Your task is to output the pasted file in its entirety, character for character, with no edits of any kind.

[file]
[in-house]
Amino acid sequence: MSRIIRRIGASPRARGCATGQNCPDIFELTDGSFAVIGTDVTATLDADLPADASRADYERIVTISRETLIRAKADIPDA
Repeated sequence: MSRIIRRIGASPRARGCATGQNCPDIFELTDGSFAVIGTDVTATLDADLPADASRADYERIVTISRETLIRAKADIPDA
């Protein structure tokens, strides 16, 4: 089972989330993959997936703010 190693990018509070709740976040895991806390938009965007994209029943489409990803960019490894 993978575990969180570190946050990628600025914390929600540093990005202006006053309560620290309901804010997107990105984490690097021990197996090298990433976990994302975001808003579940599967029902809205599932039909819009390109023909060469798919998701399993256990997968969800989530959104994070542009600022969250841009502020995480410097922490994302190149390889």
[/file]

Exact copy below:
[in-house]
Amino acid sequence: MSRIIRRIGASPRARGCATGQNCPDIFELTDGSFAVIGTDVTATLDADLPADASRADYERIVTISRETLIRAKADIPDA
Repeated sequence: MSRIIRRIGASPRARGCATGQNCPDIFELTDGSFAVIGTDVTATLDADLPADASRADYERIVTISRETLIRAKADIPDA
């Protein structure tokens, strides 16, 4: 089972989330993959997936703010 190693990018509070709740976040895991806390938009965007994209029943489409990803960019490894 993978575990969180570190946050990628600025914390929600540093990005202006006053309560620290309901804010997107990105984490690097021990197996090298990433976990994302975001808003579940599967029902809205599932039909819009390109023909060469798919998701399993256990997968969800989530959104994070542009600022969250841009502020995480410097922490994302190149390889």